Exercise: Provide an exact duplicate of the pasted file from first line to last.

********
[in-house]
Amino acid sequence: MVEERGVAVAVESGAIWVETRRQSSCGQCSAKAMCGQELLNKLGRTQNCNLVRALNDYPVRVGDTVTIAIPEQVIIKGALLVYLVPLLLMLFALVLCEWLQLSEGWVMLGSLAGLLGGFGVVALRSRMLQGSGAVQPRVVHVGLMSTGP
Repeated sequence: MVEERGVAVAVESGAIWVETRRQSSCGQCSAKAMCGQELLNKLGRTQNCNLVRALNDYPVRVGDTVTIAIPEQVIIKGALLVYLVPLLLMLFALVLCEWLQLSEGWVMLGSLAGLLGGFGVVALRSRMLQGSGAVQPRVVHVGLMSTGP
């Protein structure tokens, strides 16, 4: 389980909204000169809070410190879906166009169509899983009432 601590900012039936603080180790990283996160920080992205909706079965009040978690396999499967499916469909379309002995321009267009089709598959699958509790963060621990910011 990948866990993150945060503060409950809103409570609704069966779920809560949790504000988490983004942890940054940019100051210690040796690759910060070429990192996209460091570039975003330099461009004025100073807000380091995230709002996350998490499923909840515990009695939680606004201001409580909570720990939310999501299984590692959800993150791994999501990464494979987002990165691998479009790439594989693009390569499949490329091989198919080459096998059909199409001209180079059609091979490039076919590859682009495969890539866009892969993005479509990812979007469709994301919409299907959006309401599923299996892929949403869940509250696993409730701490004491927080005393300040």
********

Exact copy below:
[in-house]
Amino acid sequence: MVEERGVAVAVESGAIWVETRRQSSCGQCSAKAMCGQELLNKLGRTQNCNLVRALNDYPVRVGDTVTIAIPEQVIIKGALLVYLVPLLLMLFALVLCEWLQLSEGWVMLGSLAGLLGGFGVVALRSRMLQGSGAVQPRVVHVGLMSTGP
Repeated sequence: MVEERGVAVAVESGAIWVETRRQSSCGQCSAKAMCGQELLNKLGRTQNCNLVRALNDYPVRVGDTVTIAIPEQVIIKGALLVYLVPLLLMLFALVLCEWLQLSEGWVMLGSLAGLLGGFGVVALRSRMLQGSGAVQPRVVHVGLMSTGP
């Protein structure tokens, strides 16, 4: 389980909204000169809070410190879906166009169509899983009432 601590900012039936603080180790990283996160920080992205909706079965009040978690396999499967499916469909379309002995321009267009089709598959699958509790963060621990910011 990948866990993150945060503060409950809103409570609704069966779920809560949790504000988490983004942890940054940019100051210690040796690759910060070429990192996209460091570039975003330099461009004025100073807000380091995230709002996350998490499923909840515990009695939680606004201001409580909570720990939310999501299984590692959800993150791994999501990464494979987002990165691998479009790439594989693009390569499949490329091989198919080459096998059909199409001209180079059609091979490039076919590859682009495969890539866009892969993005479509990812979007469709994301919409299907959006309401599923299996892929949403869940509250696993409730701490004491927080005393300040």